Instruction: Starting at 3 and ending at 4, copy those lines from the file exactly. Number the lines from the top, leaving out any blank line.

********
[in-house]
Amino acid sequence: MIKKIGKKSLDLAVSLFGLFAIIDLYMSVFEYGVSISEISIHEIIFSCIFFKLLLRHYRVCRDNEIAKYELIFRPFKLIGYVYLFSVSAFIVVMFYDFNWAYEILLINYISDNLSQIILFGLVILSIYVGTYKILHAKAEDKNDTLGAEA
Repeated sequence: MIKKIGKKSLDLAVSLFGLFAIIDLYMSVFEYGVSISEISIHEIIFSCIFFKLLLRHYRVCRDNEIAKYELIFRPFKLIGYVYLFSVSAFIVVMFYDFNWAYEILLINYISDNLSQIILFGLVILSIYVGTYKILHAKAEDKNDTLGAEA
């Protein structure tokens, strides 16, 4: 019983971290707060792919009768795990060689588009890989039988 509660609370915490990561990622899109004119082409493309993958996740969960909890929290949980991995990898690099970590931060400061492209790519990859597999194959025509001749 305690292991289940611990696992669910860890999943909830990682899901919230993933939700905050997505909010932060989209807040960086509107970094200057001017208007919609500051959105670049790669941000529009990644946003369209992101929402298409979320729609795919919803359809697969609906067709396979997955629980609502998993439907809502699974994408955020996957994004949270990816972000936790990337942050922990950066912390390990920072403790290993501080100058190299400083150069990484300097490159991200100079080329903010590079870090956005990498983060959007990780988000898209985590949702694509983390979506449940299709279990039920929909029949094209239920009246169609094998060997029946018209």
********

Repeated sequence: MIKKIGKKSLDLAVSLFGLFAIIDLYMSVFEYGVSISEISIHEIIFSCIFFKLLLRHYRVCRDNEIAKYELIFRPFKLIGYVYLFSVSAFIVVMFYDFNWAYEILLINYISDNLSQIILFGLVILSIYVGTYKILHAKAEDKNDTLGAEA
């Protein structure tokens, strides 16, 4: 019983971290707060792919009768795990060689588009890989039988 509660609370915490990561990622899109004119082409493309993958996740969960909890929290949980991995990898690099970590931060400061492209790519990859597999194959025509001749 305690292991289940611990696992669910860890999943909830990682899901919230993933939700905050997505909010932060989209807040960086509107970094200057001017208007919609500051959105670049790669941000529009990644946003369209992101929402298409979320729609795919919803359809697969609906067709396979997955629980609502998993439907809502699974994408955020996957994004949270990816972000936790990337942050922990950066912390390990920072403790290993501080100058190299400083150069990484300097490159991200100079080329903010590079870090956005990498983060959007990780988000898209985590949702694509983390979506449940299709279990039920929909029949094209239920009246169609094998060997029946018209």